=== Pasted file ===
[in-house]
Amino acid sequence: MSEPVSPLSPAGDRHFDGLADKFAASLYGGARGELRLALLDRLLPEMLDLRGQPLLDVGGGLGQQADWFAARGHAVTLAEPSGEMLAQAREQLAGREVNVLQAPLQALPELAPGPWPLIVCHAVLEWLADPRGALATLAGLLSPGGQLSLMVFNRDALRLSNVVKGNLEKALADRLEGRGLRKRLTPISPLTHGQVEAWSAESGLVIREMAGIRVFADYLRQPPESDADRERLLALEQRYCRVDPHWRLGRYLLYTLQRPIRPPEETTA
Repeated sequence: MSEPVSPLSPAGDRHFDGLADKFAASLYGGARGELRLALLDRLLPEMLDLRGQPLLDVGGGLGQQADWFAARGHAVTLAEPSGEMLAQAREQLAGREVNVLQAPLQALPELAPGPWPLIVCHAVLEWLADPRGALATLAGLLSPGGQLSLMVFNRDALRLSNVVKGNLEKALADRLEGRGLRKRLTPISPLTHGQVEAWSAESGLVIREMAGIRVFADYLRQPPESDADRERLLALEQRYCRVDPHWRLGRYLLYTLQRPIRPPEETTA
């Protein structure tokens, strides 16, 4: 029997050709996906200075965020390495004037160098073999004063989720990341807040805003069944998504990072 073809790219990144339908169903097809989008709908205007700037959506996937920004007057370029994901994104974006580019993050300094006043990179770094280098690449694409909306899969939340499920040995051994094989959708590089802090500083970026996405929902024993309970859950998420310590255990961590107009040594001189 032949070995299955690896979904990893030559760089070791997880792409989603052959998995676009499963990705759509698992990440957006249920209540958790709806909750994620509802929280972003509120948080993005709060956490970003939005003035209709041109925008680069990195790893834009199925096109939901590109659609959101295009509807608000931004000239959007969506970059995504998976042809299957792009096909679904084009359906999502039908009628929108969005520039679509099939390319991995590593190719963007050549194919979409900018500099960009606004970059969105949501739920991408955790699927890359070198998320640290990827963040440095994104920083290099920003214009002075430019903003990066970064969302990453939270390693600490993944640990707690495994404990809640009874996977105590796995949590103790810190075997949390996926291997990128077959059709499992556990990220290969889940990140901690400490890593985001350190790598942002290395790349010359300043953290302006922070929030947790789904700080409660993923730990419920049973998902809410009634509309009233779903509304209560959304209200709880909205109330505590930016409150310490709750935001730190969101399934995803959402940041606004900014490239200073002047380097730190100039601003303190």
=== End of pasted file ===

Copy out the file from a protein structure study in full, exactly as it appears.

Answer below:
[in-house]
Amino acid sequence: MSEPVSPLSPAGDRHFDGLADKFAASLYGGARGELRLALLDRLLPEMLDLRGQPLLDVGGGLGQQADWFAARGHAVTLAEPSGEMLAQAREQLAGREVNVLQAPLQALPELAPGPWPLIVCHAVLEWLADPRGALATLAGLLSPGGQLSLMVFNRDALRLSNVVKGNLEKALADRLEGRGLRKRLTPISPLTHGQVEAWSAESGLVIREMAGIRVFADYLRQPPESDADRERLLALEQRYCRVDPHWRLGRYLLYTLQRPIRPPEETTA
Repeated sequence: MSEPVSPLSPAGDRHFDGLADKFAASLYGGARGELRLALLDRLLPEMLDLRGQPLLDVGGGLGQQADWFAARGHAVTLAEPSGEMLAQAREQLAGREVNVLQAPLQALPELAPGPWPLIVCHAVLEWLADPRGALATLAGLLSPGGQLSLMVFNRDALRLSNVVKGNLEKALADRLEGRGLRKRLTPISPLTHGQVEAWSAESGLVIREMAGIRVFADYLRQPPESDADRERLLALEQRYCRVDPHWRLGRYLLYTLQRPIRPPEETTA
């Protein structure tokens, strides 16, 4: 029997050709996906200075965020390495004037160098073999004063989720990341807040805003069944998504990072 073809790219990144339908169903097809989008709908205007700037959506996937920004007057370029994901994104974006580019993050300094006043990179770094280098690449694409909306899969939340499920040995051994094989959708590089802090500083970026996405929902024993309970859950998420310590255990961590107009040594001189 032949070995299955690896979904990893030559760089070791997880792409989603052959998995676009499963990705759509698992990440957006249920209540958790709806909750994620509802929280972003509120948080993005709060956490970003939005003035209709041109925008680069990195790893834009199925096109939901590109659609959101295009509807608000931004000239959007969506970059995504998976042809299957792009096909679904084009359906999502039908009628929108969005520039679509099939390319991995590593190719963007050549194919979409900018500099960009606004970059969105949501739920991408955790699927890359070198998320640290990827963040440095994104920083290099920003214009002075430019903003990066970064969302990453939270390693600490993944640990707690495994404990809640009874996977105590796995949590103790810190075997949390996926291997990128077959059709499992556990990220290969889940990140901690400490890593985001350190790598942002290395790349010359300043953290302006922070929030947790789904700080409660993923730990419920049973998902809410009634509309009233779903509304209560959304209200709880909205109330505590930016409150310490709750935001730190969101399934995803959402940041606004900014490239200073002047380097730190100039601003303190």